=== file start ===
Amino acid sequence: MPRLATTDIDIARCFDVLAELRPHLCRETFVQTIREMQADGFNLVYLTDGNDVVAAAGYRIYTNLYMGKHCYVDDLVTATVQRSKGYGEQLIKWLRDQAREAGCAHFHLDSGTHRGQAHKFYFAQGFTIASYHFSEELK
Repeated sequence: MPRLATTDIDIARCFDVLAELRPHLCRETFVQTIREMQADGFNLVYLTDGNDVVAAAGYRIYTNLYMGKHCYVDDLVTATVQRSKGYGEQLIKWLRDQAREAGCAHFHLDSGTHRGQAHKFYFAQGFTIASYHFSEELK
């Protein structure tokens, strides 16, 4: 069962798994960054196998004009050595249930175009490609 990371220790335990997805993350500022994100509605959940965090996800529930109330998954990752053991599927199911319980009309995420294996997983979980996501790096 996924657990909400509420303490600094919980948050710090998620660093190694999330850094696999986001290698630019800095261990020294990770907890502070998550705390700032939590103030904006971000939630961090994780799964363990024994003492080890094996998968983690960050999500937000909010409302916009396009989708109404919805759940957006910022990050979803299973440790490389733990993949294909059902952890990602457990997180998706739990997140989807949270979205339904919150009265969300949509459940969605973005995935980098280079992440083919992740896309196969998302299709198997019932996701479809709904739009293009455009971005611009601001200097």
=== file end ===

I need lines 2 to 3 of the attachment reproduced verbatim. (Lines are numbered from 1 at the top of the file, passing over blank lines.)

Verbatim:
Repeated sequence: MPRLATTDIDIARCFDVLAELRPHLCRETFVQTIREMQADGFNLVYLTDGNDVVAAAGYRIYTNLYMGKHCYVDDLVTATVQRSKGYGEQLIKWLRDQAREAGCAHFHLDSGTHRGQAHKFYFAQGFTIASYHFSEELK
């Protein structure tokens, strides 16, 4: 069962798994960054196998004009050595249930175009490609 990371220790335990997805993350500022994100509605959940965090996800529930109330998954990752053991599927199911319980009309995420294996997983979980996501790096 996924657990909400509420303490600094919980948050710090998620660093190694999330850094696999986001290698630019800095261990020294990770907890502070998550705390700032939590103030904006971000939630961090994780799964363990024994003492080890094996998968983690960050999500937000909010409302916009396009989708109404919805759940957006910022990050979803299973440790490389733990993949294909059902952890990602457990997180998706739990997140989807949270979205339904919150009265969300949509459940969605973005995935980098280079992440083919992740896309196969998302299709198997019932996701479809709904739009293009455009971005611009601001200097």